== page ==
This conceptualization of the underlying randomized experiment explicitly defines the control group as the set of untreated patients for whom treatment was indicated during the study period, but treatment was deliberately withheld at that time (“true controls”). The remaining untreated patients are those for whom no indications for treatment were present during the study (“ineligible controls”). Because these units are not assigned to treatment or control during the study period, they are not relevant units for the purposes of causal inference. When indication times are known, as in the ideal randomized experiment described above, these ineligible controls can easily be identified and discarded prior to analysis. However, in practice when analyzing non-randomized data, indication times may be censored due to follow-up or death and are often only partially observed, typically for patients receiving treatment. In addition, the probabilities of assignment to treatment over time are generally unknown and may be difficult to infer without expert domain knowledge.

3 A causal effects framework

We assume a cohort of patients (i.e., observational study units), each of whom is observed in a specified study time window divided into discrete time periods. If a patient in the cohort receives the treatment of interest during their observation period, then he or she is included in the study as a treated unit. Other members of the study base are eligible to be controls during their respective observation periods.

For each unit

, suppose we observe a vector of

covariate measurements collected at the time periods , where is a -vector of baseline covariates observed at study entry. These covariates capture characteristics of each unit or the unit’s environment (such as age, gender, physiological factors, diet, medical treatments, and environmental exposures) over the course of the study. Let denote the indication time of unit , which may occur at a discrete time within the study or may be censored at the end of follow-up (i.e., ). By construction, we assume that units whose indication times are censored do not receive either treatment or control and we let be an indicator of eligibility for inclusion in the study as a control. Similarly, let be an indicator for the missingness of with for units whose indication time is unobserved. Finally, let be an indicator for assignment to treatment upon indication for unit , which equals 1 if unit is assigned treatment at their indication time and equals 0 if unit is assigned control upon indication. Unlike the classical setting of a randomized experiment, suppose that is only observed for units who are assigned to treatment at indication times within the study period (i.e., when and ).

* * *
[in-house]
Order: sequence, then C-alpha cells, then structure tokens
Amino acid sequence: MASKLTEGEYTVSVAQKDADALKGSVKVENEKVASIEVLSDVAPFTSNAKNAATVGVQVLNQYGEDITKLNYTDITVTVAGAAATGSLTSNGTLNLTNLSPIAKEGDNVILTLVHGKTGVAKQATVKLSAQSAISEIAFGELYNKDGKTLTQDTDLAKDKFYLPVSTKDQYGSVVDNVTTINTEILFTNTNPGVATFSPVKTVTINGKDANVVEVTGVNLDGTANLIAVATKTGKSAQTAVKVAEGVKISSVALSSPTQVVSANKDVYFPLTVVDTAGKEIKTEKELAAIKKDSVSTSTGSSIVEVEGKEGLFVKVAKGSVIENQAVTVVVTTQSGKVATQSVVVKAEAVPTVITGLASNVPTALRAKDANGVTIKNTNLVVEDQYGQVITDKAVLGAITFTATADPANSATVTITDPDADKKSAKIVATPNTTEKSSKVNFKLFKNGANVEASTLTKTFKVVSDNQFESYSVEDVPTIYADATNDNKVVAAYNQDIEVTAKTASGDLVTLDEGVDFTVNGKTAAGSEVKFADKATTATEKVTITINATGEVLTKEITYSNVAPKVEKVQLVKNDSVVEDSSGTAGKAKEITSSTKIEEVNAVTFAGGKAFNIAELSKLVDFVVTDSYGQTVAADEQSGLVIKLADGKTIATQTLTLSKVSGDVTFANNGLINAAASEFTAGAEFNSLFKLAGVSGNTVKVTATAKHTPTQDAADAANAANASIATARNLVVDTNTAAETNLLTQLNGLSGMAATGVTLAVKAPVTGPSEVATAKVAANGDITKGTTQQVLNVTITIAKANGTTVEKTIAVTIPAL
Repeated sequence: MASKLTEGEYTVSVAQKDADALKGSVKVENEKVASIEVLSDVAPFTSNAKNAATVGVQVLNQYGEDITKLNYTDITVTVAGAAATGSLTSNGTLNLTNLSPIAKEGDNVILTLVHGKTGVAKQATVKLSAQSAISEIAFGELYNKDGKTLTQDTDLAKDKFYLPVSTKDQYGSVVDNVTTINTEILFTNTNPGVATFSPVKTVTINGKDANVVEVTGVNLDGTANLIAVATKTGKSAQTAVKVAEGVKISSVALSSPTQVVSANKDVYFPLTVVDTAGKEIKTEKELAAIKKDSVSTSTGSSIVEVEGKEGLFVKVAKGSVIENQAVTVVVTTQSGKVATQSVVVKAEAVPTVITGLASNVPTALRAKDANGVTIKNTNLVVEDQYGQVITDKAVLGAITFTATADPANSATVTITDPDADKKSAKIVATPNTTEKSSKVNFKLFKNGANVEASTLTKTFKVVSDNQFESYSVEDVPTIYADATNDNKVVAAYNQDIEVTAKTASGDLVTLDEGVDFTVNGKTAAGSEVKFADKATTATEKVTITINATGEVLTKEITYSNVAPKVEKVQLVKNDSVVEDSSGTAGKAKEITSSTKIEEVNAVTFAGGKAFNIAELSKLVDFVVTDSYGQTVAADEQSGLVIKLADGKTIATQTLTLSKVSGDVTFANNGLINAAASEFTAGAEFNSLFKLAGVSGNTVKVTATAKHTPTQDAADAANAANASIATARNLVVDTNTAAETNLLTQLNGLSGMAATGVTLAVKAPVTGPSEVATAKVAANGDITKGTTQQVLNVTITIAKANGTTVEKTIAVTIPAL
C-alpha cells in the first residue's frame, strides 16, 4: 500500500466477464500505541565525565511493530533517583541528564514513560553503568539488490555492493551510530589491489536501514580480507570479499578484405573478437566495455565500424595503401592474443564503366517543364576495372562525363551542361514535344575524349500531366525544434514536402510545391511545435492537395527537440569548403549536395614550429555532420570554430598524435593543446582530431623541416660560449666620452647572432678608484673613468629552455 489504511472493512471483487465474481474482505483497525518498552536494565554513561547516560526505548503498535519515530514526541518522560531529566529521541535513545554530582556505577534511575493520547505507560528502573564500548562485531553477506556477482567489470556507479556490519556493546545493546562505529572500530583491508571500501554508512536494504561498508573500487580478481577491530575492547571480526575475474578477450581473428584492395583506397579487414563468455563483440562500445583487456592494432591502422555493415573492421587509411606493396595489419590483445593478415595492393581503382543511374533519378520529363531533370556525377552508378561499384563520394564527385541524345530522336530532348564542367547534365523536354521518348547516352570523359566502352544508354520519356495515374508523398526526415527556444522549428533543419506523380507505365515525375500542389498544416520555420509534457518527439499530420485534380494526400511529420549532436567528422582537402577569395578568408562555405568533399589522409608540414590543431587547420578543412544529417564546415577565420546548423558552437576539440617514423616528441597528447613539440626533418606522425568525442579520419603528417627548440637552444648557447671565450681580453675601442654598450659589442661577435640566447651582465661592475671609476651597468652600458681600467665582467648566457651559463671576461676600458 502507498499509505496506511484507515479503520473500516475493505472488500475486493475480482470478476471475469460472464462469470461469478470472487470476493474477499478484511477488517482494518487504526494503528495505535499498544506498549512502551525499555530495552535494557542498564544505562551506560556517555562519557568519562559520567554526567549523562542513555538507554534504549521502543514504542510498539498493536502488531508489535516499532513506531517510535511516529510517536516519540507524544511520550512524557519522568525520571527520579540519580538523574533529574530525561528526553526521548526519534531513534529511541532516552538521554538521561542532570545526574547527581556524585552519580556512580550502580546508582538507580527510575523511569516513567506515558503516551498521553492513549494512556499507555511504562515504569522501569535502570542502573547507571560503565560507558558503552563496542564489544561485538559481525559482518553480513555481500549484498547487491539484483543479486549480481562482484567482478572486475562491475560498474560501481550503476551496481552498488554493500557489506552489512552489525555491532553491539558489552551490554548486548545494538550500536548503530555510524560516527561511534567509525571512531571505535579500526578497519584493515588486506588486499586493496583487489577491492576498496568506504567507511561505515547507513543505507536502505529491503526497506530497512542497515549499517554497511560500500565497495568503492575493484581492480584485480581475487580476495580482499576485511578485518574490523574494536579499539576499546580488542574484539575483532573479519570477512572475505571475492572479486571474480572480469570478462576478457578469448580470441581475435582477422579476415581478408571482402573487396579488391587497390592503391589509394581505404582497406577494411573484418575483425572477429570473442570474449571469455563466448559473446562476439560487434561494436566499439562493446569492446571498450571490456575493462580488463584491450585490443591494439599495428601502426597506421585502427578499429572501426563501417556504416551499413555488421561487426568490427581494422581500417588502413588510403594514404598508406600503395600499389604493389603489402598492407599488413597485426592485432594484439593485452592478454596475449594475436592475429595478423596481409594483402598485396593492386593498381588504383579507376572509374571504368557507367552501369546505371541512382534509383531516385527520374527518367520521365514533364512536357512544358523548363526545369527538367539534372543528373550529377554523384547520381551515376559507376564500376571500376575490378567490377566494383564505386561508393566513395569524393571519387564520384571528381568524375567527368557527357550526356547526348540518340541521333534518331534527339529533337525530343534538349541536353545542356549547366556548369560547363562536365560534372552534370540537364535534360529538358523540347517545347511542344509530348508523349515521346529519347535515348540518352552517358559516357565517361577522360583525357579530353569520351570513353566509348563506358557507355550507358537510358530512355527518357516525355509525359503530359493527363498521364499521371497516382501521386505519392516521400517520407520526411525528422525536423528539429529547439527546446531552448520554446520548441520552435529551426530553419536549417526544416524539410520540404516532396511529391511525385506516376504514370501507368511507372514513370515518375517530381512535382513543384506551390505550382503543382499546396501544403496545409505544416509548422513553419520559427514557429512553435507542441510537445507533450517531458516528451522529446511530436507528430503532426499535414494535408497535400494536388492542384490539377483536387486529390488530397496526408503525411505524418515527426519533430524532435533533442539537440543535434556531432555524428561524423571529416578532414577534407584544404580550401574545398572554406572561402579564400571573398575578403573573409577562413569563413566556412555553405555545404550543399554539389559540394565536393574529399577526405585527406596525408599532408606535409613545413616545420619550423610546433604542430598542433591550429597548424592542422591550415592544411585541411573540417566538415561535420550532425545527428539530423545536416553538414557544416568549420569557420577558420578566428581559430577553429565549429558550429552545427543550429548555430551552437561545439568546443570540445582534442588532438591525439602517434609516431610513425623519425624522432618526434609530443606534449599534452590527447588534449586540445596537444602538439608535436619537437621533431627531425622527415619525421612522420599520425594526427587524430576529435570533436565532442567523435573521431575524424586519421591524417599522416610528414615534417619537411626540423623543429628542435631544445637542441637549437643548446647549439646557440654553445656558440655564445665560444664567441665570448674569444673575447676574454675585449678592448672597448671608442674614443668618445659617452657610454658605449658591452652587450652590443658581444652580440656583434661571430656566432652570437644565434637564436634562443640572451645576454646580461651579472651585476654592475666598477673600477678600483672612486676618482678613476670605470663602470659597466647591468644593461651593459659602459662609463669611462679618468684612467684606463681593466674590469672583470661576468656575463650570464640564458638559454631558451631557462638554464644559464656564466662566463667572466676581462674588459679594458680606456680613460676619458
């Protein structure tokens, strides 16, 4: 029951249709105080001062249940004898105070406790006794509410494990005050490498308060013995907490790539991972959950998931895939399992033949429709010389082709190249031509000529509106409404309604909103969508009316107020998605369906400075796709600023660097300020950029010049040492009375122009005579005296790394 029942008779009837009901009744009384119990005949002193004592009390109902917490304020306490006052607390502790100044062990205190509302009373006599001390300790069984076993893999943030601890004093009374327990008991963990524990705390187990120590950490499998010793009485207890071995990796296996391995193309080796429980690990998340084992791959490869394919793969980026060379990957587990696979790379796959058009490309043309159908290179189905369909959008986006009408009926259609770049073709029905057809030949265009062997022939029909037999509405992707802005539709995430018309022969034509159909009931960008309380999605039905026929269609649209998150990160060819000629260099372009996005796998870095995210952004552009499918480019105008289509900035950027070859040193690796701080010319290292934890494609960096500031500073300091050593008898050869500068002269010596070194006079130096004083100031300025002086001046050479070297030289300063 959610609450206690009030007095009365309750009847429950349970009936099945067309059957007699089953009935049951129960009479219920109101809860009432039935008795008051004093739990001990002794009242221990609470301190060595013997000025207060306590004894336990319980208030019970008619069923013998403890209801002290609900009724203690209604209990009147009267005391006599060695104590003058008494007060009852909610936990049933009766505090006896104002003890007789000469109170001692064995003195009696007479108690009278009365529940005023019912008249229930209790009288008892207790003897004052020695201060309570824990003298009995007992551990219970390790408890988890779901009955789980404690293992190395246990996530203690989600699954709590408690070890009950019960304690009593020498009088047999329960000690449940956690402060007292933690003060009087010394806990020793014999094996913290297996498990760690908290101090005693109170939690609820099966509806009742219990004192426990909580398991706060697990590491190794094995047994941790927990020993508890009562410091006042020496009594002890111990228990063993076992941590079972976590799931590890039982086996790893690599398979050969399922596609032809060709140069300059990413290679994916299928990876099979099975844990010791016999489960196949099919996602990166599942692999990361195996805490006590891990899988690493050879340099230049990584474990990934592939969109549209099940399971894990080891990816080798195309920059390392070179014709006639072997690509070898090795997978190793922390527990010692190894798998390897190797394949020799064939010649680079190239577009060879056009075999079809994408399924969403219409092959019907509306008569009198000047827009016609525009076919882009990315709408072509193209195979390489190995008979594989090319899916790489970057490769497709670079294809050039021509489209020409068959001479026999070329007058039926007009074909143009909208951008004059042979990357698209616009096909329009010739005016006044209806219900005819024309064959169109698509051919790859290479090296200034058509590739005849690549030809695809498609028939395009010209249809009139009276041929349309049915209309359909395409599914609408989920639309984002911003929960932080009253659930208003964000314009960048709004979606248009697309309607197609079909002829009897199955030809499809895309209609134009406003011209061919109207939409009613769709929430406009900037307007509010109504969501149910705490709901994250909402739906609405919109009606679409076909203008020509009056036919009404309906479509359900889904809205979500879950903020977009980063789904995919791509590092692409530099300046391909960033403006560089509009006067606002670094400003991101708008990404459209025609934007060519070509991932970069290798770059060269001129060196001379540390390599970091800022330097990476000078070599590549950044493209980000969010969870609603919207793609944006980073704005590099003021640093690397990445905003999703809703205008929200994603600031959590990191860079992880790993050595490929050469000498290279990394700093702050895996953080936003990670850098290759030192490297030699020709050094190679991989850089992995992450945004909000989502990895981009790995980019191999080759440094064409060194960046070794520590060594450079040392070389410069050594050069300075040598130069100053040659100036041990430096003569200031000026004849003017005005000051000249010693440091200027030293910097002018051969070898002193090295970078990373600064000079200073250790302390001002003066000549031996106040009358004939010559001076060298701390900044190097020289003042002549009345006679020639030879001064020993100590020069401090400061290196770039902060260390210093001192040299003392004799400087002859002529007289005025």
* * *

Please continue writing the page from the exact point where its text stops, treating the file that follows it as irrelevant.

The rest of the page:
Units
1 1
2 1
3 ? ? ?
4 ? ?
Table 1: Structure of the observed and missing data. ‘’ denotes endogenous missingness and ‘?’ denotes exogenous missingness.